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    Fast attack craft
    by Martin555 πŸ‡¬πŸ‡§ ( Commodore)
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    63 Posts 62 Replies 16 Photos 107 Likes
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    Nerys
    Lieutenant Commander
    πŸ“ Fast attack craft
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    Country: πŸ‡¬πŸ‡§ United Kingdom
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    I like my bottled gas for cooking and if we get a power cut have three Tilley lamps for lighting. Don't like relying on the utilities!
    1
    When the winds before the rain, soon you may make sail again, but when the rain's before the wind, tops'l sheets and halyards mind
    Martin555
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    Thanks for that DG,
    Luckily we still had gas to boil the water, but I remember when I was much younger we used to get power cuts extremely regularly, I expect you do too.

    Martin555.
    1
    If it looks right it probably is.
    DodgyGeezer
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    "...I charge them up occasionally and as luck would have it we recently had a power cut so I was able to power up a couple of car headlights so That we could see...."

    A very clever idea! You can get car accessories like immersion coils for boiling water, which may also be useful in the future.

    I have a number of old Uninterruptible Power Supplies sitting around with dead batteries - these will run off 12v car batteries very nicely and give me 240v if I need it - though at the cost of some efficiency. The last power cut we had here was 2 days ago, and if we keep running our energy strategy in the way we are currently doing, I expect they will become a regular feature of life. Luckily it wasn't long, so the web servers stayed up on their UPSs.....
    1
    Martin555
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    Thank you DG,
    That explanation has made it clearer to me.
    I still have a few sealed lead acid batteries that are mainly used just to weight things down with.
    I charge them up occasionally and as luck would have it we recently had a power cut so I was able to power up a couple of car headlights so That we could see.
    We used one and the other we took around to an elderly lady who lives on her own, plus a flask of hot water for her to make a cup of tea.
    So now I make sure that they are charged more often now.
    They certainly came in handy then.

    Martin555.
    1
    If it looks right it probably is.
    DodgyGeezer
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    ".....it seemed to generalise without mentioning the the decisive parameters involved, including cost difference!..."

    Um. Tricky to cover everything, in a 4 sentence comment!

    There seems to be a grave shortage of balanced advice in all aspects of modern life - though no shortage of advice per se at all! In a field where technological change is proceeding it is even harder to gather a useful view. Comparisons which were true one year are incorrect the next, and I suggest that it would be very useful to update any advice on the board which covers batteries....

    Luckily there is one reasonably independent place we can go for a balanced view - the market. Although it is not perfectly unbiased, we can deduce that if some battery technologies are surviving in that marketplace there must be a demand for them, and hence that these technologies are likely to be the best available ones for some specific task. We only need to determine what that is.

    As a quick example, if you look at a major UK battery supplier to the model hobby - Component Shop - you will find available:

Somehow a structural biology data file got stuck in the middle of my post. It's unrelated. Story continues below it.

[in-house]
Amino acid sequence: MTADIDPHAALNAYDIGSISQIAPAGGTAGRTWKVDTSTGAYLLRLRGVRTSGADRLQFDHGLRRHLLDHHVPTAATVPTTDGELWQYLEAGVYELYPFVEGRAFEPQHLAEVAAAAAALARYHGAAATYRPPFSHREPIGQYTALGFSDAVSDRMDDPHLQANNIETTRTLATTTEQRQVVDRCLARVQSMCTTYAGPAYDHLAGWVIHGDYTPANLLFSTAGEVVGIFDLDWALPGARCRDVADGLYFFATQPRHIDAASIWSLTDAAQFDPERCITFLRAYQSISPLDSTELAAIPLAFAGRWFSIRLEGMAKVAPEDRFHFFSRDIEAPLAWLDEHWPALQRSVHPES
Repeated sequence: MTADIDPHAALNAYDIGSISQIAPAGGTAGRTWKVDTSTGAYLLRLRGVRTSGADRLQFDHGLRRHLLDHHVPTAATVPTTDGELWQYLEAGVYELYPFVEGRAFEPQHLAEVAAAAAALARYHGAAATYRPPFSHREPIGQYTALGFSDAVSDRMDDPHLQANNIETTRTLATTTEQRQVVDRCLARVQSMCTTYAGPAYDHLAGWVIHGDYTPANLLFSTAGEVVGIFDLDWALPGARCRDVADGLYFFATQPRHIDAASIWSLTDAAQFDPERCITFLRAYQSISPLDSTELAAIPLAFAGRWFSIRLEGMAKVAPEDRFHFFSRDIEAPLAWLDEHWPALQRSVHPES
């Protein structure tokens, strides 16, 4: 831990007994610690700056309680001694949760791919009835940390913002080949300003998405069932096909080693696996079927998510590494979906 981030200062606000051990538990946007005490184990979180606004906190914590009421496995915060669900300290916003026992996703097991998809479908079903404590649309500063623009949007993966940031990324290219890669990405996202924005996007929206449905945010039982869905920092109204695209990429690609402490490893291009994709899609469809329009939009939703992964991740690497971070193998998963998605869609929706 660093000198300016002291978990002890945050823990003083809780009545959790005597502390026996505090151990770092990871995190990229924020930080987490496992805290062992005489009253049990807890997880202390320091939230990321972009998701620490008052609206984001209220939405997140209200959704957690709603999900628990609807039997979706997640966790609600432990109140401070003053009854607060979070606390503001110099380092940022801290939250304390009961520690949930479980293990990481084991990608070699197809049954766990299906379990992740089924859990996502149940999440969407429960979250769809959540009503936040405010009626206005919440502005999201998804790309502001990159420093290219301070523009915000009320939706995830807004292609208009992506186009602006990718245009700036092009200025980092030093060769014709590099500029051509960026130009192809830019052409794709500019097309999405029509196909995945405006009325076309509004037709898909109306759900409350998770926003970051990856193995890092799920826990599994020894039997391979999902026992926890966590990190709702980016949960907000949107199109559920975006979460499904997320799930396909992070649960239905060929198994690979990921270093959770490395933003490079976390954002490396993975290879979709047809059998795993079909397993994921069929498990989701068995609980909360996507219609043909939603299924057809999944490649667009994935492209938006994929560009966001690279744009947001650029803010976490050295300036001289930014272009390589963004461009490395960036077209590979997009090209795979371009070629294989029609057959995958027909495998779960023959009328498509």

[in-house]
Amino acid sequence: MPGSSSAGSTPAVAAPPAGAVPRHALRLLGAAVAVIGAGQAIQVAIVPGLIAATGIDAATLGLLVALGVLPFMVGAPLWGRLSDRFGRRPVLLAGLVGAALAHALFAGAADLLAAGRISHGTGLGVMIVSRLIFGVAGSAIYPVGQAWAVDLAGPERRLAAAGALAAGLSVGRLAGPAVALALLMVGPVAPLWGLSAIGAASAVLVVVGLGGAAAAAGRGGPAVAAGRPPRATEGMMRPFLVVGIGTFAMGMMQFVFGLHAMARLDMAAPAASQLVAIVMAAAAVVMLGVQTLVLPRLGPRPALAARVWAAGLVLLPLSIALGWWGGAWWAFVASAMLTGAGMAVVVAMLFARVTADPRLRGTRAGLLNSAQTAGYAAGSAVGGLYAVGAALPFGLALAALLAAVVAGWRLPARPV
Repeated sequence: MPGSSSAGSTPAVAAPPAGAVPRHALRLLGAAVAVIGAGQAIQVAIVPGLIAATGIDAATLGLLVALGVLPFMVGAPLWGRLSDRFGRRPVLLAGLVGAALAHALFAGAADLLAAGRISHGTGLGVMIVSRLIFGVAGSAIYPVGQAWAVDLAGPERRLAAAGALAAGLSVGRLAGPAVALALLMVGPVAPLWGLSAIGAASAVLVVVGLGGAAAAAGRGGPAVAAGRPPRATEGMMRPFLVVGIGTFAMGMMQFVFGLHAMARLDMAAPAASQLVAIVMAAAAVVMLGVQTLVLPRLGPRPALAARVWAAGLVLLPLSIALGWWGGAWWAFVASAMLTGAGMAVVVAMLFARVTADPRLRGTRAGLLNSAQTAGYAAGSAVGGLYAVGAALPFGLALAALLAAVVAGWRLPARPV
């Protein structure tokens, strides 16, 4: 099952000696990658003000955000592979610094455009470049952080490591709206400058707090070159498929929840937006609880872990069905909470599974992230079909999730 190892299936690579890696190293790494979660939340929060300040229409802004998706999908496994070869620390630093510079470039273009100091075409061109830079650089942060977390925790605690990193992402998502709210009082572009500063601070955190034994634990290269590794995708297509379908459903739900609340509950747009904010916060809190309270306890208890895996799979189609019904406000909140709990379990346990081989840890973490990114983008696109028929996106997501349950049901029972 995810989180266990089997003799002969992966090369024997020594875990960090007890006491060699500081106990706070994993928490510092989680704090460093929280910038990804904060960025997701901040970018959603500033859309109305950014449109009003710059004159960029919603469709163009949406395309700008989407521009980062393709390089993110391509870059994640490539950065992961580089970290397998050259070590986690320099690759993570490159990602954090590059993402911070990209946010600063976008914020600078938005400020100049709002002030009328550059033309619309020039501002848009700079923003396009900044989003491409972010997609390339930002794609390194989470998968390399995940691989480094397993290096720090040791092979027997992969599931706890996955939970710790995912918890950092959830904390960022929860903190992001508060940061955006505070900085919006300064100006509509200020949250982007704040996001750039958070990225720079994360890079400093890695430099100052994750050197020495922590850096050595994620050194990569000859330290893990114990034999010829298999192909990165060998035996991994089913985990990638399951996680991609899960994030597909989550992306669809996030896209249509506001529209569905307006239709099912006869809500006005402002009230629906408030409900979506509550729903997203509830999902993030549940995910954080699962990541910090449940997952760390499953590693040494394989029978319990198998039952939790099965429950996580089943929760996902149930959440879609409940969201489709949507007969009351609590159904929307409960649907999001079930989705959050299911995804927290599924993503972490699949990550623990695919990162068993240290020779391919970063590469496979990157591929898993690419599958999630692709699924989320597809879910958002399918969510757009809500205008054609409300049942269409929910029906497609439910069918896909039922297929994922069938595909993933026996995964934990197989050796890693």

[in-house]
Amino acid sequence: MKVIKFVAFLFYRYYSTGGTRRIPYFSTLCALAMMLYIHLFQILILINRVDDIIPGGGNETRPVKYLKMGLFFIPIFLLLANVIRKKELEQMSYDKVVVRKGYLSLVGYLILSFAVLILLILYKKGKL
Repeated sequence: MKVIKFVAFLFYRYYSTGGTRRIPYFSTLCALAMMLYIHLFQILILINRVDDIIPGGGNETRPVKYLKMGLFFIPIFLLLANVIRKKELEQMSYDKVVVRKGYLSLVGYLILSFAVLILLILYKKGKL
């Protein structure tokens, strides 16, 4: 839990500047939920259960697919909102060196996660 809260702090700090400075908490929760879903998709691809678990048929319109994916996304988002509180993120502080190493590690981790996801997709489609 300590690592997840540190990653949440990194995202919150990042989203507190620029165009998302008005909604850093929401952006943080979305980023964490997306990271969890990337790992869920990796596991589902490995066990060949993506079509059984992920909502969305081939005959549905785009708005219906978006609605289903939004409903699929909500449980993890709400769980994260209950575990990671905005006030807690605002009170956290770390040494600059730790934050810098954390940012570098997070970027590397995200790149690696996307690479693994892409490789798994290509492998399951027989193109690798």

NiMH - both standard and low self-discharge
    LiPo
    LiFe
    Lead Acid (sealed)
    Alkaline (probably Manganese)
    Silver Oxide

    All of these will be the 'best choice' for some application. Our interest is probably mainly with the first four.

    There are many battery features to take into account. The energy capacity that the battery contains is one common figure, usually measured in amp-hours, but most people do not realise that that is only correct for a particular delivery rate. To make a motor go fast you need a battery with a high current delivery rate - able to put out a lot of amps over a short time. Dry batteries, for instance, do not usually have a high delivery rate - hence the poor performance available to us in the 1960s!

    My top-of-my-head generalisations are below, though I am sure exceptions can be found in all cases! 'Robust' refers to a mix of physical strength and resistance to misuse, such as over-charging or excessive drain. I will try to use the words 'capacity' for the amount of energy stored in a battery, and 'delivery' for the maximum rate at which that energy can be released...


    SLA Very robust. Cheapest for high amp-hour capacity at 6 and 12V. Can do high delivery as well, Very heavy. Use for displacement boats, where the ballast weight is a positive benefit. Can do heavy discharge as well, but many small SLAs are designed for emergency equipment use, and expect to support a light discharge over 10-20 hours.

    NiMH Fairly robust. Quite cheap for medium amp-hour delivery, and reasonable capacity. Low self-discharge costs are dropping and that technology seems to be expanding in the market, though they tend to be low amp delivery types. Some types can compete with Lipos for high amp delivery in the 30-40A range. Fairly heavy. Make sure that you buy a high-delivery type if that's what you need for motors. Low self-discharge types are good for emergency flashlights and RC transmitter/receivers...

    LiPo - Less robust. Best current choice for high amp delivery with low weight. Only readily-available type offering current delivery in the 100+ Amps range. Light, and available in very small sizes. More expensive than NiMH, high capacity very much more, and you need a special charger, though these can be quite cheap nowadays. You should really be using a charger optimised to your battery type anyway. Remember that each LiPo cell is 3-4V, not 1.2V...